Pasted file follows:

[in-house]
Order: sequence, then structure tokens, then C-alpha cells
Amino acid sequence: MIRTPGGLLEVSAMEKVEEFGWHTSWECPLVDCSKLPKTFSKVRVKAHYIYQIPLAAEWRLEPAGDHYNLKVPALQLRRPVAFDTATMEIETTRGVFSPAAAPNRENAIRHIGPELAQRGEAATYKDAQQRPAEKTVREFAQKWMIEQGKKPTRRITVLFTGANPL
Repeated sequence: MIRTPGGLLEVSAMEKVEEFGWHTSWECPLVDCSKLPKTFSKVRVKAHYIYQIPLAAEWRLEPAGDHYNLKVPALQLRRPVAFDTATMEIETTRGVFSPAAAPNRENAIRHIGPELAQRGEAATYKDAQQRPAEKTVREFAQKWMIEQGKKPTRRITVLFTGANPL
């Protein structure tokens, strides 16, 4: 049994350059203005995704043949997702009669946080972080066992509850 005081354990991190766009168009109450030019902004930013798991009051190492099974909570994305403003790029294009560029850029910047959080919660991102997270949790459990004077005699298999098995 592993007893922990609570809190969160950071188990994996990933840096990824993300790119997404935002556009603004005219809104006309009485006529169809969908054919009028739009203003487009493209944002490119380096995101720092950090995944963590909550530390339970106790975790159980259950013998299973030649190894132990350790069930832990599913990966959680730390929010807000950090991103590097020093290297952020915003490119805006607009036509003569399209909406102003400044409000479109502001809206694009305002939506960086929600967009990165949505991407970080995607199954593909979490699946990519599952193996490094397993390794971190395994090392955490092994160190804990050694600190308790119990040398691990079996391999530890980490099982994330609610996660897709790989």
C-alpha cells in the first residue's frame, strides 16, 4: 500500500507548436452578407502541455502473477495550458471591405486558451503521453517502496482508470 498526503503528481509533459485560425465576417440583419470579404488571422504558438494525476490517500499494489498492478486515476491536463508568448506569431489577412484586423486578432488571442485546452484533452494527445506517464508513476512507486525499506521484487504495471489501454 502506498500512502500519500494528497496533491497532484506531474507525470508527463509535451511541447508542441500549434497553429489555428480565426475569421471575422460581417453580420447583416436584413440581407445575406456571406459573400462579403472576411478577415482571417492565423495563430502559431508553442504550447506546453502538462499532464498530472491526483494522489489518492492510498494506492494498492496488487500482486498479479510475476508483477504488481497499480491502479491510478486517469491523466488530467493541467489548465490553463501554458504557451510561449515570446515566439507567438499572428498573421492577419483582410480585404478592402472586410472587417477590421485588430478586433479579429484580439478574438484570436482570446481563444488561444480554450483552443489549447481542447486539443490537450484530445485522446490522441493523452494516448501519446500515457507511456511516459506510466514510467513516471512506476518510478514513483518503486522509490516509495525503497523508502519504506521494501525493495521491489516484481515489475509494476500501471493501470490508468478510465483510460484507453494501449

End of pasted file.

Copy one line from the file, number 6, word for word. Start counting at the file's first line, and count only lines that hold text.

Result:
C-alpha cells in the first residue's frame, strides 16, 4: 500500500507548436452578407502541455502473477495550458471591405486558451503521453517502496482508470 498526503503528481509533459485560425465576417440583419470579404488571422504558438494525476490517500499494489498492478486515476491536463508568448506569431489577412484586423486578432488571442485546452484533452494527445506517464508513476512507486525499506521484487504495471489501454 502506498500512502500519500494528497496533491497532484506531474507525470508527463509535451511541447508542441500549434497553429489555428480565426475569421471575422460581417453580420447583416436584413440581407445575406456571406459573400462579403472576411478577415482571417492565423495563430502559431508553442504550447506546453502538462499532464498530472491526483494522489489518492492510498494506492494498492496488487500482486498479479510475476508483477504488481497499480491502479491510478486517469491523466488530467493541467489548465490553463501554458504557451510561449515570446515566439507567438499572428498573421492577419483582410480585404478592402472586410472587417477590421485588430478586433479579429484580439478574438484570436482570446481563444488561444480554450483552443489549447481542447486539443490537450484530445485522446490522441493523452494516448501519446500515457507511456511516459506510466514510467513516471512506476518510478514513483518503486522509490516509495525503497523508502519504506521494501525493495521491489516484481515489475509494476500501471493501470490508468478510465483510460484507453494501449